These days, tech startups are often either mobile apps or offline logistics businesses with a website. But every now and then, we get to see a pure play technology solution that is mostly held together by real code. Fonenode falls squarely into that category. The new startup has created a platform that enables web applications to connect with telephony infrastructure.

If you are familiar with a successful Silicon Valley startup called Twilio, you might recognise this. Fonenode is essentially a giant telephony API that makes it possible for developers to make/receive phone calls as well as send/receive SMS.

If it still looks complicated (like it did to me), the platform’s creators have provide a few use common cases:

– Fonenode could be used to authenticate online transactions by calling the customer’s phone number and giving them a verification digit combination.

– A call centre could use a computer to track caller IDs, the time and length of received calls. No external hardware required.

– A web app that sends a notification to parents when it is time to vaccinate their kids might also call their phones with said reminder in the event that said recipient does not have access to email or isn’t literate.

– A polling web app that allows people vote, say for their favourite football club or predict match results. There is in fact such an implementation on Aproko.com.

Or you could just watch this (Twilio) video.

Any of these things would require the average developer to go cap in hand to telcos whom they need to expose and authorise the required APIs necessary to make it work. The problem is telcos generally won’t give the average developer the time of day — as far as transaction value goes, they are often too small to be worth their time.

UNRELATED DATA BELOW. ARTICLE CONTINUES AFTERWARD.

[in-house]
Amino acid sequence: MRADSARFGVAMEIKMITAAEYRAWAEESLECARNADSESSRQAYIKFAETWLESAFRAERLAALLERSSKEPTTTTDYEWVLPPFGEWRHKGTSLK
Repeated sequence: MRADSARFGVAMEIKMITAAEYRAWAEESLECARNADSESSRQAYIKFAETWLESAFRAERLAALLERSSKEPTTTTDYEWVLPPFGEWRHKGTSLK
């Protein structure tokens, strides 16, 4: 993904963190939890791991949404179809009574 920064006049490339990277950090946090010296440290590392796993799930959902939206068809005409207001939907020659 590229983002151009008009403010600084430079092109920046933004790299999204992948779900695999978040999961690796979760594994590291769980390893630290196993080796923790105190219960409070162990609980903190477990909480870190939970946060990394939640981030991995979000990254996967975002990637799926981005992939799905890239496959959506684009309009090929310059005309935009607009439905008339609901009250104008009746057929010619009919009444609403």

Companies like Paga that have enterprise grade scale and can get telcos to sit across the table from them still have to endure an interminably long and technical back and forth to secure a successful integration. These things also require significant upfront financial commitments that would prove much for the average developer.

These major pain points are what Fonenode is aiming to address. With Fonenode as the middle-man doing the heavy lifting with the telcos, developers will in the company’s words, be able to “focus on building stuff and not need to have meetings or make huge capital expenditures just because they have an idea they want to test”.

This is not unlike what payments services like Eyowo do when they sit in between Interswitch and online merchants.

Fonenode promises that with as little as $13, developers will be able to painlessly integrate with Nigerian telephone networks.

If they pull it off, they will be the first to do so in Africa’s largest mobile market, with 160 million connected GSM lines. There are no known local platforms that provide a similar service, which means that in the unlikely event that Twilio decided to move in on Nigeria, the competition is equal to zero.

Fonenode was created by two Nigerian startup veterans. Oo Nwoye, better known as OoTheNigerian is a serial startup founder and Nigerian technology ecosystem evangelist who has worked on several commercial and non-profit technology/web projects. His last major undertaking was Gbedu.fm, which according to him is now in cryogenic stasis. Opeyemi Obembe is a developer and part of the team that brought you the multi-award winning Prowork.

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